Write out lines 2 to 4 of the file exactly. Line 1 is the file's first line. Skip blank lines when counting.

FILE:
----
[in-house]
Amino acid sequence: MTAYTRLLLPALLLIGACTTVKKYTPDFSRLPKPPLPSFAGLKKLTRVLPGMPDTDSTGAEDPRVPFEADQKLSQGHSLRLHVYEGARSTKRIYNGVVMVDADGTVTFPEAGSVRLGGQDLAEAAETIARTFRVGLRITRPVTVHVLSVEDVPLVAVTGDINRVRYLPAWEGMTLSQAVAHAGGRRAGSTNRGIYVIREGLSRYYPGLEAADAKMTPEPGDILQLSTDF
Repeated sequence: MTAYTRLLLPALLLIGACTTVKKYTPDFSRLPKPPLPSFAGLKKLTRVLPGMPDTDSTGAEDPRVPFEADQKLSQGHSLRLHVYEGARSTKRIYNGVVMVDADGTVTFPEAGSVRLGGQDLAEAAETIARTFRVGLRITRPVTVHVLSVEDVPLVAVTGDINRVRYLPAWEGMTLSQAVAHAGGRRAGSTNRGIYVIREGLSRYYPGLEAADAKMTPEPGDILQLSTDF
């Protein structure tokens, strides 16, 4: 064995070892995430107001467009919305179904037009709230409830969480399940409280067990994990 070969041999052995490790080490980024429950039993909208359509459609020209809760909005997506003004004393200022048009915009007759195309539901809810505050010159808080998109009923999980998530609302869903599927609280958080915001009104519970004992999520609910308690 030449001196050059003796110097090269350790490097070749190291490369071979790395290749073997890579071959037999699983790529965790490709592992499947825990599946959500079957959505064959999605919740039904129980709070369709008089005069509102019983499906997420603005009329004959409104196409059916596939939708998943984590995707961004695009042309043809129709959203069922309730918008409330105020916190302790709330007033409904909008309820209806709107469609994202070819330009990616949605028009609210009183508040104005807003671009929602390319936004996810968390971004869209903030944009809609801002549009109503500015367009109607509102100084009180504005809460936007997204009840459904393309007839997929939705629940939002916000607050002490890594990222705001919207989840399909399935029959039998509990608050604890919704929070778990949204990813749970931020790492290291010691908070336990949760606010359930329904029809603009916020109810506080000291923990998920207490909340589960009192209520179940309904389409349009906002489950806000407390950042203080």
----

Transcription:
Amino acid sequence: MTAYTRLLLPALLLIGACTTVKKYTPDFSRLPKPPLPSFAGLKKLTRVLPGMPDTDSTGAEDPRVPFEADQKLSQGHSLRLHVYEGARSTKRIYNGVVMVDADGTVTFPEAGSVRLGGQDLAEAAETIARTFRVGLRITRPVTVHVLSVEDVPLVAVTGDINRVRYLPAWEGMTLSQAVAHAGGRRAGSTNRGIYVIREGLSRYYPGLEAADAKMTPEPGDILQLSTDF
Repeated sequence: MTAYTRLLLPALLLIGACTTVKKYTPDFSRLPKPPLPSFAGLKKLTRVLPGMPDTDSTGAEDPRVPFEADQKLSQGHSLRLHVYEGARSTKRIYNGVVMVDADGTVTFPEAGSVRLGGQDLAEAAETIARTFRVGLRITRPVTVHVLSVEDVPLVAVTGDINRVRYLPAWEGMTLSQAVAHAGGRRAGSTNRGIYVIREGLSRYYPGLEAADAKMTPEPGDILQLSTDF
């Protein structure tokens, strides 16, 4: 064995070892995430107001467009919305179904037009709230409830969480399940409280067990994990 070969041999052995490790080490980024429950039993909208359509459609020209809760909005997506003004004393200022048009915009007759195309539901809810505050010159808080998109009923999980998530609302869903599927609280958080915001009104519970004992999520609910308690 030449001196050059003796110097090269350790490097070749190291490369071979790395290749073997890579071959037999699983790529965790490709592992499947825990599946959500079957959505064959999605919740039904129980709070369709008089005069509102019983499906997420603005009329004959409104196409059916596939939708998943984590995707961004695009042309043809129709959203069922309730918008409330105020916190302790709330007033409904909008309820209806709107469609994202070819330009990616949605028009609210009183508040104005807003671009929602390319936004996810968390971004869209903030944009809609801002549009109503500015367009109607509102100084009180504005809460936007997204009840459904393309007839997929939705629940939002916000607050002490890594990222705001919207989840399909399935029959039998509990608050604890919704929070778990949204990813749970931020790492290291010691908070336990949760606010359930329904029809603009916020109810506080000291923990998920207490909340589960009192209520179940309904389409349009906002489950806000407390950042203080």